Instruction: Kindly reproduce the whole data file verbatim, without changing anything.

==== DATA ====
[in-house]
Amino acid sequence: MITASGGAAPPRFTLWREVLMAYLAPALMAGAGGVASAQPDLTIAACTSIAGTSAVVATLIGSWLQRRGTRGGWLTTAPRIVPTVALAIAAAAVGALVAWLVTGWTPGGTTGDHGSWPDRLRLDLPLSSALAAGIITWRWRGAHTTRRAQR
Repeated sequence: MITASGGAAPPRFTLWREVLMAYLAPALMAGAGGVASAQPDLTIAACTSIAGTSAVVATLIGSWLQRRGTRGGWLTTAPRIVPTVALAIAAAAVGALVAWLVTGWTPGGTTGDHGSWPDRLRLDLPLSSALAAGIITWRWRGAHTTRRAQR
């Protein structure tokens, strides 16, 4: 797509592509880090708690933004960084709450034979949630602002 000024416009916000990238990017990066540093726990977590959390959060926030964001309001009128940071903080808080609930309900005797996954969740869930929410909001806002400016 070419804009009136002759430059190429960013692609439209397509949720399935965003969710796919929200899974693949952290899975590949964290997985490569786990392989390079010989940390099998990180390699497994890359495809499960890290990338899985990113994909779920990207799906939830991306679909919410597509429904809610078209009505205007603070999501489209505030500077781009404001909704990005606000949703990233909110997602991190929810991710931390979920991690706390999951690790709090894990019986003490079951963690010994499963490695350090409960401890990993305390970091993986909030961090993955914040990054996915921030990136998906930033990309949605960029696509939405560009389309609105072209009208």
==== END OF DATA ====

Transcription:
[in-house]
Amino acid sequence: MITASGGAAPPRFTLWREVLMAYLAPALMAGAGGVASAQPDLTIAACTSIAGTSAVVATLIGSWLQRRGTRGGWLTTAPRIVPTVALAIAAAAVGALVAWLVTGWTPGGTTGDHGSWPDRLRLDLPLSSALAAGIITWRWRGAHTTRRAQR
Repeated sequence: MITASGGAAPPRFTLWREVLMAYLAPALMAGAGGVASAQPDLTIAACTSIAGTSAVVATLIGSWLQRRGTRGGWLTTAPRIVPTVALAIAAAAVGALVAWLVTGWTPGGTTGDHGSWPDRLRLDLPLSSALAAGIITWRWRGAHTTRRAQR
């Protein structure tokens, strides 16, 4: 797509592509880090708690933004960084709450034979949630602002 000024416009916000990238990017990066540093726990977590959390959060926030964001309001009128940071903080808080609930309900005797996954969740869930929410909001806002400016 070419804009009136002759430059190429960013692609439209397509949720399935965003969710796919929200899974693949952290899975590949964290997985490569786990392989390079010989940390099998990180390699497994890359495809499960890290990338899985990113994909779920990207799906939830991306679909919410597509429904809610078209009505205007603070999501489209505030500077781009404001909704990005606000949703990233909110997602991190929810991710931390979920991690706390999951690790709090894990019986003490079951963690010994499963490695350090409960401890990993305390970091993986909030961090993955914040990054996915921030990136998906930033990309949605960029696509939405560009389309609105072209009208």